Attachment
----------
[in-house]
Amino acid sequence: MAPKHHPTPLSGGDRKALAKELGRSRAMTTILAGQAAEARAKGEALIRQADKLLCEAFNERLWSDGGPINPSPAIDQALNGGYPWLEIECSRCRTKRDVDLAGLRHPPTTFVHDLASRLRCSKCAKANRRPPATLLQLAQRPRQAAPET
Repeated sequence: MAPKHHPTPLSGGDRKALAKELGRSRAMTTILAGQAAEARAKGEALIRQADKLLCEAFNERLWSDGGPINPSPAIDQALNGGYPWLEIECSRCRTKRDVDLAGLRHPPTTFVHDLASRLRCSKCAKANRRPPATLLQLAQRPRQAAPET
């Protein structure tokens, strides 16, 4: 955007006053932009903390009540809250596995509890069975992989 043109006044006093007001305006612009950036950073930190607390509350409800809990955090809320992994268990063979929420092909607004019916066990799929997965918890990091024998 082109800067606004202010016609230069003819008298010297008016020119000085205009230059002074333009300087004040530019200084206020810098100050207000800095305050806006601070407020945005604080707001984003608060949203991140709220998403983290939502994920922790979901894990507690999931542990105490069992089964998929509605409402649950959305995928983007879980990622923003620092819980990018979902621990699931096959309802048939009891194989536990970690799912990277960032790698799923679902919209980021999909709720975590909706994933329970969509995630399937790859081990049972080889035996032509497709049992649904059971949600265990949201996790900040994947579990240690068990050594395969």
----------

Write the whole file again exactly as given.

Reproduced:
[in-house]
Amino acid sequence: MAPKHHPTPLSGGDRKALAKELGRSRAMTTILAGQAAEARAKGEALIRQADKLLCEAFNERLWSDGGPINPSPAIDQALNGGYPWLEIECSRCRTKRDVDLAGLRHPPTTFVHDLASRLRCSKCAKANRRPPATLLQLAQRPRQAAPET
Repeated sequence: MAPKHHPTPLSGGDRKALAKELGRSRAMTTILAGQAAEARAKGEALIRQADKLLCEAFNERLWSDGGPINPSPAIDQALNGGYPWLEIECSRCRTKRDVDLAGLRHPPTTFVHDLASRLRCSKCAKANRRPPATLLQLAQRPRQAAPET
């Protein structure tokens, strides 16, 4: 955007006053932009903390009540809250596995509890069975992989 043109006044006093007001305006612009950036950073930190607390509350409800809990955090809320992994268990063979929420092909607004019916066990799929997965918890990091024998 082109800067606004202010016609230069003819008298010297008016020119000085205009230059002074333009300087004040530019200084206020810098100050207000800095305050806006601070407020945005604080707001984003608060949203991140709220998403983290939502994920922790979901894990507690999931542990105490069992089964998929509605409402649950959305995928983007879980990622923003620092819980990018979902621990699931096959309802048939009891194989536990970690799912990277960032790698799923679902919209980021999909709720975590909706994933329970969509995630399937790859081990049972080889035996032509497709049992649904059971949600265990949201996790900040994947579990240690068990050594395969």